Silver fillings are a lot less technique sensitive than white ones are. To successfully place white fillings, the working area needs to be completely dry. Otherwise your fillings won’t last very long and they could fall off or develop sensitivity issues. On the other hand, silver fillings (Amalgam) is quite resilient to moisture contamination. They hold up well even if there is some blood or saliva seeping in and contaminating the working area. You don’t have to worry as much about tooth sensitivity or falling out with silver fillings.

Silver fillings cost less than white ones do

Silver fillings (Amalgam) are generally considered the base option by dentists and insurance companies for your back teeth. As a result they are almost always less expensive. White fillings may be considered an upgrade option on your back teeth, that is the molars and bicuspids. White fillings typically cost 50% to 100% or even more than silver ones do.

There are several reasons white fillings are more expensive than silver ones. First of all, the material for performing white fillings are much more expensive than Amalgam. Bond and resin is typically costly. Plus your dentist needs to have a whole range of different shades and polishing equipments to cater to your increased expectations as a result of having to pay more.

Additionally, performing white fillings typically requires more time and attention. Most dentists take about twice as long to do white fillings over silver ones. This accounts for additional charge, which is the other reason why white fillings cost so much more. This is also why dentists who accept government dental insurances or work in impoverished neighborhoods are more likely to perform silver fillings. It brings down their overhead and allows them to place more successful fillings than if they were to place white ones.

NEXT >> Advantages of white fillings (Composite) over silver fillings

Deciding on silver or white fillings?

Filling or Monitoring a Cavity: Filling the Cavity

Your whole life you’ve never had a cavity. You show up to the dentist, he or she looks in your mouth, glances at your X-rays and all of a sudden have are diagnosed with your first cavity, or even with several of them. Your dentist points out something in your mouth or on the X-ray, sticks an instrument in there to convince you of how deep it is and advises you to fix the cavity immediately or worry about serious problems on the horizon. But you’ve never had pain on any of these teeth and didn’t even know you had a cavity until that moment. Should you really get the filling done? Or is there some other option out there, like maybe not filling it and just monitoring it for a while?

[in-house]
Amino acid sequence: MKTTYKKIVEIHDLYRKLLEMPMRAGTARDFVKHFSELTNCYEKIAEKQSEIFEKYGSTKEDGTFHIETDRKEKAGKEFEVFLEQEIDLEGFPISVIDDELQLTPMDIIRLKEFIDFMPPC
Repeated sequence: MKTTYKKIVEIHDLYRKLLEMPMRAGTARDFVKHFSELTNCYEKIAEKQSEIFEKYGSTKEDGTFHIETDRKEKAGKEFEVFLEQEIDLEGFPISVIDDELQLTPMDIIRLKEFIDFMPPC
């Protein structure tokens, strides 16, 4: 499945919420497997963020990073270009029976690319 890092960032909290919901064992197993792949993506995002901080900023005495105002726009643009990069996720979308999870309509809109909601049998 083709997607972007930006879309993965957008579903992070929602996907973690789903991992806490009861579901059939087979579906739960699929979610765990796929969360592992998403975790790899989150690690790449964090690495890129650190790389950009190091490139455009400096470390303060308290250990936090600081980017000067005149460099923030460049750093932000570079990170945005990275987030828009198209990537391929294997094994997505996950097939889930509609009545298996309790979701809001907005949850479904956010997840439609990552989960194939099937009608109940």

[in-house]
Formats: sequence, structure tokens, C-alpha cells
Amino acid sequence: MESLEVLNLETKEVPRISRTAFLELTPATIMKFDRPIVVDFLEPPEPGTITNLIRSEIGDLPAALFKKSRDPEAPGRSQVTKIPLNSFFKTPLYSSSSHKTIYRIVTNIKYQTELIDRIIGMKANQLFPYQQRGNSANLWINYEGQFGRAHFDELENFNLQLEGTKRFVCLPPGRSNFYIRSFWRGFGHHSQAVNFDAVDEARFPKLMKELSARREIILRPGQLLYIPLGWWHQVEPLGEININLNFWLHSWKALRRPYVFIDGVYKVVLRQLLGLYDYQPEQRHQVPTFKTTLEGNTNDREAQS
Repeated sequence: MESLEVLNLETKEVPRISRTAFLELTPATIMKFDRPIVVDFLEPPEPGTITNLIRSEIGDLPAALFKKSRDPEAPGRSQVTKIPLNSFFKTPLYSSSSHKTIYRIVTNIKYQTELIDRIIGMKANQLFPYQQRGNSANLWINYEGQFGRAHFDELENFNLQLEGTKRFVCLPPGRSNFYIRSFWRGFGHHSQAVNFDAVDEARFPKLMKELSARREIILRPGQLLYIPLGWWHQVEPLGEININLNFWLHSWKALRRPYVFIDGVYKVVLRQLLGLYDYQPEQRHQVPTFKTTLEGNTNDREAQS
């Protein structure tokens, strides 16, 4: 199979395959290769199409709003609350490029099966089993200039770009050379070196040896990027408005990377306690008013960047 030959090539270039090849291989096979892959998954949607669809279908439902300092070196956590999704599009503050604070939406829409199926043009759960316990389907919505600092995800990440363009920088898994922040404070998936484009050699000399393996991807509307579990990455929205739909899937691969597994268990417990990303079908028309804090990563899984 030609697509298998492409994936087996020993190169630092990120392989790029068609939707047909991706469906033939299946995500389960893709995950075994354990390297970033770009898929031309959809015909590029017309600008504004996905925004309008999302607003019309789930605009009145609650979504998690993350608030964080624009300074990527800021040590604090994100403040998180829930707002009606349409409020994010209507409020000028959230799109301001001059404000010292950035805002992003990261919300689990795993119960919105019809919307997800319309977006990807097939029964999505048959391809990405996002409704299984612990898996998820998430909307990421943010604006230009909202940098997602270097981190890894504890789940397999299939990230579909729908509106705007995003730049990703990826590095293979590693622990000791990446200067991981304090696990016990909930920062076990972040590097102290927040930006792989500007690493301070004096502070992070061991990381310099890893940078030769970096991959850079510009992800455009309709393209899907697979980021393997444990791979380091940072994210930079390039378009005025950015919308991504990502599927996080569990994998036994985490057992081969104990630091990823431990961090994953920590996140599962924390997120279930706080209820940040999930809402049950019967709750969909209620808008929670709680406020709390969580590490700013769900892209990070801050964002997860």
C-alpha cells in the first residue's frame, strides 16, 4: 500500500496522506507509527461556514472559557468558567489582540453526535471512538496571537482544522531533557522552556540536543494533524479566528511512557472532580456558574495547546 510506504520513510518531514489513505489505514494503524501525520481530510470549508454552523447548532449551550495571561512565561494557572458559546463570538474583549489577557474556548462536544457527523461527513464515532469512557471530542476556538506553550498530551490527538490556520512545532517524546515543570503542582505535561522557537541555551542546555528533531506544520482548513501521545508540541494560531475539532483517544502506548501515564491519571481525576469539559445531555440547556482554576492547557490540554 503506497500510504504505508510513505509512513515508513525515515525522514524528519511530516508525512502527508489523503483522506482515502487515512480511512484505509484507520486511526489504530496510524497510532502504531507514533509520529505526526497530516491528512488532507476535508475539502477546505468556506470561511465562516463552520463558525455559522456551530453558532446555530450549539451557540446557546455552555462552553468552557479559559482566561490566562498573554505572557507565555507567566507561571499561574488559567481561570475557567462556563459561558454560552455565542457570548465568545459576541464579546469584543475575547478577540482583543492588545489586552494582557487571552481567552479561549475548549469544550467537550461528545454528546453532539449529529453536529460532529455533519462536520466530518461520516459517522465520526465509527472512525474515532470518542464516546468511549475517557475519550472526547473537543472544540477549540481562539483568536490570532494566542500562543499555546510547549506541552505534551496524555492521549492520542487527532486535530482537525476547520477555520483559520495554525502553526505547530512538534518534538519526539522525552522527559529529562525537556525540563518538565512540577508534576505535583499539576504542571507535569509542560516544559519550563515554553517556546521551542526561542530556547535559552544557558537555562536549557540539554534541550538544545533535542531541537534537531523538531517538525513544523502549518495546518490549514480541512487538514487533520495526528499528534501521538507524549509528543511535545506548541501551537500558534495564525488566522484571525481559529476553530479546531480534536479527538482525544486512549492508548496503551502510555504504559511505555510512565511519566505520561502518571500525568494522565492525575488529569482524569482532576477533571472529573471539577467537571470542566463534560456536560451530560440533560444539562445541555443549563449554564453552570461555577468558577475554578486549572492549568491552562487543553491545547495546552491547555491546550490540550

Pros of Filling a Cavity

keeping-an-eye-on-cavities

1. Getting the filling done will stop the cavity before it gets deeper and hits the tooth nerve. The problem with cavities is that they never really reverse themselves. Meaning that if you were to stop eating all processed sugars and started brushing and flossing diligently, you could slow the progression but you can’t rid yourself of the cavity altogether. And as the cavity continues to get deeper and closer to the tooth nerve problems will arise. When the cavity touches the tooth nerve you start feeling serious pain and will have no choice but to either have the nerve removed to keep the tooth (a root canal) or have the whole tooth removed (an extraction). Having understood the consequences of not filling a cavity, having a cavity filled sounds like a much better option than waiting around to see what could happen!

2. Once you are experiencing serious pain it is already too late to simply fill the cavity. When you first develop a cavity the bacteria have barely managed to find their way into your teeth but haven’t infiltrated the tooth nerve yet. At this stage you might be slightly sensitive to sweets, hot or cold. The sensitivity is short lived and usually lasts for a few seconds or so. In fact, you may not even have any symptoms at all. But as the bacteria within the cavity continue to work their way deeper and encroach on the tooth nerve, your tooth will now become infected and you start feeling pain. Unfortunately a filling is no longer an option when you are experiencing this type of severe, lingering and throbbing pain. This is why you must fill the cavity before it gets to this stage.

3. Filling a cavity is much easier and way more affordable than other extensive dental treatments. A single root canal and crown will typically cost you as much as having six to ten fillings done! This means you might be able to fix just about all of your cavities for what would be the price of having a single infected tooth fixed with a root canal and crown. Also getting a filling is a whole lot easier than a root canal which is even more reasons for you to hurry and get those cavities fixed before they start hurting! And when you catch fillings in their early stages, when they are still in the outer layer of your tooth, it is very easy and pain free to fix these teeth.

NEXT >> Filling or Monitoring a Cavity: Monitoring the Cavity

Filling or Monitoring a Cavity: How to Decide